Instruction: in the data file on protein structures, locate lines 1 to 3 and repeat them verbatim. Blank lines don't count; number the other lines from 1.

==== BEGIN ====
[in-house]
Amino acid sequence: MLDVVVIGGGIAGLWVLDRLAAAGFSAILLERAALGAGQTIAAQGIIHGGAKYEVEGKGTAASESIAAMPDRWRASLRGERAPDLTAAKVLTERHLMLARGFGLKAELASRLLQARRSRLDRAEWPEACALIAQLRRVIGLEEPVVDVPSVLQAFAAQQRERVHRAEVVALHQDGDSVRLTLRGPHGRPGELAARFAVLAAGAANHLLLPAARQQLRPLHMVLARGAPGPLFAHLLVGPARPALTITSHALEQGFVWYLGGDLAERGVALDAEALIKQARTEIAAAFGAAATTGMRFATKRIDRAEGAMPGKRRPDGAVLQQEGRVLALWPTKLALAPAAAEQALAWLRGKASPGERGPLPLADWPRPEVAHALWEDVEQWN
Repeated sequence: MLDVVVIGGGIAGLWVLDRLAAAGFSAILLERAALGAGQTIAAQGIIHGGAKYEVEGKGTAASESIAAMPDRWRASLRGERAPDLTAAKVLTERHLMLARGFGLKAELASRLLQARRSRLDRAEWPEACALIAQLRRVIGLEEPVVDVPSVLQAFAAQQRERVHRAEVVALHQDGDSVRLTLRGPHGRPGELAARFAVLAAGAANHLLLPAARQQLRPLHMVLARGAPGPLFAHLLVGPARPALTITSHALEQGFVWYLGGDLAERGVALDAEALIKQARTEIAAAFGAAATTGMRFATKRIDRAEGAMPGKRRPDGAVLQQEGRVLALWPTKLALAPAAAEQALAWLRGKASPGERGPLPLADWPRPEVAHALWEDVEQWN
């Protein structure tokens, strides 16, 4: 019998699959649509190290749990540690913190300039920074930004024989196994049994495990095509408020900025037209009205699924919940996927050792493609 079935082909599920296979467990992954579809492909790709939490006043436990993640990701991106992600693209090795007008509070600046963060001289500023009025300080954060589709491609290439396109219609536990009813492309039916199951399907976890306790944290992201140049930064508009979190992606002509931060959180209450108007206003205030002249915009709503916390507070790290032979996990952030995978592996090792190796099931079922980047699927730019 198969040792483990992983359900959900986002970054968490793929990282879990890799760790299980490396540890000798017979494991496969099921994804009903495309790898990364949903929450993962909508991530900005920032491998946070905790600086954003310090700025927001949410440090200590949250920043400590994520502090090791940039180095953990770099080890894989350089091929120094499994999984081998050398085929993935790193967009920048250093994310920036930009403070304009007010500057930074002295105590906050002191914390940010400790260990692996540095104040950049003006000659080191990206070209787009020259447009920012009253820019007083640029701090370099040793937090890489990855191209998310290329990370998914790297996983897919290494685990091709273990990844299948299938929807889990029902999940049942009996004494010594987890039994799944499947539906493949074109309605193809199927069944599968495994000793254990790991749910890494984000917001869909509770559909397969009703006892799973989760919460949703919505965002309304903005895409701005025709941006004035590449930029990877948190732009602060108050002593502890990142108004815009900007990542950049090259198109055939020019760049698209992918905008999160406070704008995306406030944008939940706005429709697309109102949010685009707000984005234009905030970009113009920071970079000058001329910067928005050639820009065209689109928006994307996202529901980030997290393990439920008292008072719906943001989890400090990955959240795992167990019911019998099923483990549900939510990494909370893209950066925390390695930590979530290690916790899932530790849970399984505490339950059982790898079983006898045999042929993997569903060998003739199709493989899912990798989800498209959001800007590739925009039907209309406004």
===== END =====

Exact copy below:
[in-house]
Amino acid sequence: MLDVVVIGGGIAGLWVLDRLAAAGFSAILLERAALGAGQTIAAQGIIHGGAKYEVEGKGTAASESIAAMPDRWRASLRGERAPDLTAAKVLTERHLMLARGFGLKAELASRLLQARRSRLDRAEWPEACALIAQLRRVIGLEEPVVDVPSVLQAFAAQQRERVHRAEVVALHQDGDSVRLTLRGPHGRPGELAARFAVLAAGAANHLLLPAARQQLRPLHMVLARGAPGPLFAHLLVGPARPALTITSHALEQGFVWYLGGDLAERGVALDAEALIKQARTEIAAAFGAAATTGMRFATKRIDRAEGAMPGKRRPDGAVLQQEGRVLALWPTKLALAPAAAEQALAWLRGKASPGERGPLPLADWPRPEVAHALWEDVEQWN
Repeated sequence: MLDVVVIGGGIAGLWVLDRLAAAGFSAILLERAALGAGQTIAAQGIIHGGAKYEVEGKGTAASESIAAMPDRWRASLRGERAPDLTAAKVLTERHLMLARGFGLKAELASRLLQARRSRLDRAEWPEACALIAQLRRVIGLEEPVVDVPSVLQAFAAQQRERVHRAEVVALHQDGDSVRLTLRGPHGRPGELAARFAVLAAGAANHLLLPAARQQLRPLHMVLARGAPGPLFAHLLVGPARPALTITSHALEQGFVWYLGGDLAERGVALDAEALIKQARTEIAAAFGAAATTGMRFATKRIDRAEGAMPGKRRPDGAVLQQEGRVLALWPTKLALAPAAAEQALAWLRGKASPGERGPLPLADWPRPEVAHALWEDVEQWN